Presentation on theme: "Community Service By: Elyssa Creef. What is the problem? People go to beach everyday and leave their garbage behind when they leave. The garbage is then."— Presentation transcript:
Community Service By: Elyssa Creef
What is the problem? People go to beach everyday and leave their garbage behind when they leave. The garbage is then eaten by the animals that live on the beaches and the marine life in the water. The animals can die from chocking on the trash by ingesting it or having it get stuck around there necks. Ships also dump trash into the water that washes up on our shores like large objects that can harm humans when they enjoy a swim in the water.
How I did I help? I helped by picking up the trash around Jennette’s Pier. I picked up plastic bottles, plastic bags, plastic ribbons, wood, and styrofoam. This helped the beach look better and helps keep the wildlife safe from being entangled or being chocked by the trash.
What did I learn? I learned how much that trash really impacts the environment and the wildlife. I also learned through research that boats dump trash into to the ocean instead of properly disposing of it that can endanger humans and wildlife.
Was the Service Worthwhile? This service was worthwhile because I felt like I actually made a difference in the way the beach looks and made the environment a better place for the wildlife that lives on our beaches. I would recommend this service to people because it helps our community by enhancing the appearance of our beaches. It also helps save animals lives, while being able to enjoy the outdoors when doing this service.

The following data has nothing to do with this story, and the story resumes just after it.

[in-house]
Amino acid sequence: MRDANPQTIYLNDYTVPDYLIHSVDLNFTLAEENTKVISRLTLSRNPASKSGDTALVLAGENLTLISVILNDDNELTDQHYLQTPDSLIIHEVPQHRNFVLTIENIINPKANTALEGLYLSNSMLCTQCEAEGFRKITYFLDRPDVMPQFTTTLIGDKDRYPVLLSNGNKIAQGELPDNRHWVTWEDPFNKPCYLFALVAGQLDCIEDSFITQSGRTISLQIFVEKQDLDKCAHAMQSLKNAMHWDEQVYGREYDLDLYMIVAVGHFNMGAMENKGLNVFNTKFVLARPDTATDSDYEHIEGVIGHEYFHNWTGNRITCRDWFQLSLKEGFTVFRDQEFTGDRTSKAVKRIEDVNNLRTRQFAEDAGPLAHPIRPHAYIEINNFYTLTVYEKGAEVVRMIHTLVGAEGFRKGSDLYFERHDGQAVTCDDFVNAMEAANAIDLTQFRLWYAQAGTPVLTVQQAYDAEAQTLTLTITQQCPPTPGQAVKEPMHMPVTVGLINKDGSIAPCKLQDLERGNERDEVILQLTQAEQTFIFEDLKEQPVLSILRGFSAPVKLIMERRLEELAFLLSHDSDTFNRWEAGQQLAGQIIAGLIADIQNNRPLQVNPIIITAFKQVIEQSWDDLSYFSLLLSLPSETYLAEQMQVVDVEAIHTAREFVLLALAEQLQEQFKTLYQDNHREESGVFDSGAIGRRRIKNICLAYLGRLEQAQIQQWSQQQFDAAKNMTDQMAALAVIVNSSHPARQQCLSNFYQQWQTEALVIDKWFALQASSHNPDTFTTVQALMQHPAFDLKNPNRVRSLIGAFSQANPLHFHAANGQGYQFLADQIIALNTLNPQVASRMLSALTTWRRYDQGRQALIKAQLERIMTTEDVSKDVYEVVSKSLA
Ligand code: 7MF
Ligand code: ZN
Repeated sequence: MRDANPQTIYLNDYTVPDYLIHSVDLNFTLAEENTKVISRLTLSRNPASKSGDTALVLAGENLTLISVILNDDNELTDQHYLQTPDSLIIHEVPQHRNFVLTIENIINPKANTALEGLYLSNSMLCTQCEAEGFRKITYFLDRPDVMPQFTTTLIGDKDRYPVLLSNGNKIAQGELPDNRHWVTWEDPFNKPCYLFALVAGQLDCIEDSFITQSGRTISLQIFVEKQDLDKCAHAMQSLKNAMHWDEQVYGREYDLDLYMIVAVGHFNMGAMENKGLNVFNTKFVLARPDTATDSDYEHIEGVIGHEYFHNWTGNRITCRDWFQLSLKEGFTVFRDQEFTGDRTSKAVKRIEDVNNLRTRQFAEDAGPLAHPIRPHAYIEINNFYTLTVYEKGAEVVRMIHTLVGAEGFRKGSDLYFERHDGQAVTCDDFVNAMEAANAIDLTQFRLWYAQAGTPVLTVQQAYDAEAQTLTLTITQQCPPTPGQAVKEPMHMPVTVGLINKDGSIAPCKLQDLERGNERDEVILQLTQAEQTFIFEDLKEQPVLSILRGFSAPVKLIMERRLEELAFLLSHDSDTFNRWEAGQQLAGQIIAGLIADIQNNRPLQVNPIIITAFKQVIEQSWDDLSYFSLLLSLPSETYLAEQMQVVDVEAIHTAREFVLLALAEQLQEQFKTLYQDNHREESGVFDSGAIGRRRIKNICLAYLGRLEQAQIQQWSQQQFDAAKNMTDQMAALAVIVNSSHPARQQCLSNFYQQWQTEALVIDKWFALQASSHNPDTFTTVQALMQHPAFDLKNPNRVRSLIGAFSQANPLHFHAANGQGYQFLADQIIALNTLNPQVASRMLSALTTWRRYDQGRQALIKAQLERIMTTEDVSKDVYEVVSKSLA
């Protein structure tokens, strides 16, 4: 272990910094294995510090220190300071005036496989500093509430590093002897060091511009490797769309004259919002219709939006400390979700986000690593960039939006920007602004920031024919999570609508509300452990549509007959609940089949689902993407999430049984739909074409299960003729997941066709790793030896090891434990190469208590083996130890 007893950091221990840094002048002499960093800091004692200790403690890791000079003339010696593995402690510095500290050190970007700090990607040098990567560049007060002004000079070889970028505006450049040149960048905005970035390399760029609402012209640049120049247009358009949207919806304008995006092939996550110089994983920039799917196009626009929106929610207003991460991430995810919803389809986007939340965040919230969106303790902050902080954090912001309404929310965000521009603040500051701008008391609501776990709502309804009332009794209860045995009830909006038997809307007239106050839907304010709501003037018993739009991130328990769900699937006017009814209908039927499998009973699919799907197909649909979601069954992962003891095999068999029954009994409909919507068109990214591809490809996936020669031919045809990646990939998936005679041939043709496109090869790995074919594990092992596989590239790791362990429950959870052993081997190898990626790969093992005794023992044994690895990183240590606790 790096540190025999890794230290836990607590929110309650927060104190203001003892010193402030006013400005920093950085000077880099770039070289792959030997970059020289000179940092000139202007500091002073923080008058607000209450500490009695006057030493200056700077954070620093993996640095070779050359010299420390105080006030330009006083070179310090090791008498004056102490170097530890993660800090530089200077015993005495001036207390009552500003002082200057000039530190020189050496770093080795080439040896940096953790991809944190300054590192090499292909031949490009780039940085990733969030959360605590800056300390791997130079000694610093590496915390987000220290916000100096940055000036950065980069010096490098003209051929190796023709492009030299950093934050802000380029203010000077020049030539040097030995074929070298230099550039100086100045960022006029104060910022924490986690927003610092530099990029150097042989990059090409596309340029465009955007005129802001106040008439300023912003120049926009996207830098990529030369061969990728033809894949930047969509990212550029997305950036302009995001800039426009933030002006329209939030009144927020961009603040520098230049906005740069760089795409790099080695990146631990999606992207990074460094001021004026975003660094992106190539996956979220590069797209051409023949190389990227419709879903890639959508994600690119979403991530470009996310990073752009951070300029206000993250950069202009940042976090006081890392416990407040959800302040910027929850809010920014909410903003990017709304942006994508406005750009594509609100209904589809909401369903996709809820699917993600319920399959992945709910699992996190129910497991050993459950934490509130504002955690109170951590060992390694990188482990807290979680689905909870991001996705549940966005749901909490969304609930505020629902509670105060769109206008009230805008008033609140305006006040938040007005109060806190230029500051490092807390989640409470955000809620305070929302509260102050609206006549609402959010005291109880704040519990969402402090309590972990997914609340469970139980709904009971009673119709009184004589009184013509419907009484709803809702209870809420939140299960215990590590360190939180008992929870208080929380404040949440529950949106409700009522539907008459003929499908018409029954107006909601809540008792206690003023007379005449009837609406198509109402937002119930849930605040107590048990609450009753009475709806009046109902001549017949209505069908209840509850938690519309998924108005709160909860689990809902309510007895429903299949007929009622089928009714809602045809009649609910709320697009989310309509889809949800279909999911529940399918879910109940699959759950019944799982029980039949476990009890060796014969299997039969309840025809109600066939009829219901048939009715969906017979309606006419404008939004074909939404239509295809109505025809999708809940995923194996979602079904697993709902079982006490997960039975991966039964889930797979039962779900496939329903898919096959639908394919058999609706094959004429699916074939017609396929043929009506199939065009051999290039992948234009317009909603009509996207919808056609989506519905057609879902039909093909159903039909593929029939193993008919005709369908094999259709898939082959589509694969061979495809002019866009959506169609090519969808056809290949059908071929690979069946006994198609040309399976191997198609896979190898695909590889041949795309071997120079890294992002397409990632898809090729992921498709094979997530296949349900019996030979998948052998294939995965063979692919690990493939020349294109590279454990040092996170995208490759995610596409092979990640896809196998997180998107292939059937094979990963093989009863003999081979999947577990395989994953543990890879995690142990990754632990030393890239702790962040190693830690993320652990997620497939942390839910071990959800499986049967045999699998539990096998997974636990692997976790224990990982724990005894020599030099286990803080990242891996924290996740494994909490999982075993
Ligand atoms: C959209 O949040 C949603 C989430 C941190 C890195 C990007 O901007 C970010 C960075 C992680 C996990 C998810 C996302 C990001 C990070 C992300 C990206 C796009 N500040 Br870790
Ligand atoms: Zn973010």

The Trash From 1988 to 2001 more then 40,011 beverage cans, 3562 chemical containers, 16,935 plastic bottles where dumped into the ocean. Birds, turtles, and even whales then eat this trash and are chocked, poisoned, or make the animal think they are full when this "food" has no nutritional value. Animals can also get entangled in trash as well. Not only animals can be hurt be this trash people while swimming may also be at risk of being badly injured by debris.
The Effort to Stop In the early 1980’s the littered beaches around American gained the public’s attention. Off the shores of New Jersey and New York medical waste was washing up on shore. The public was not happy about seeing this while being at the beach and in 1988 the federal Medical Waste Tracking Act was put it to affect as well as subsequent federal and state laws designed to better regulate the handling, treatment, transportation, and disposal of medical waste. Today there are littering fines and “beach sweeps” to help to stop littering.
Cited Amos, Anthony F. "Pollution of the Ocean by Plastic and Trash." Water Encyclopedia. NP, Web. 18 Mar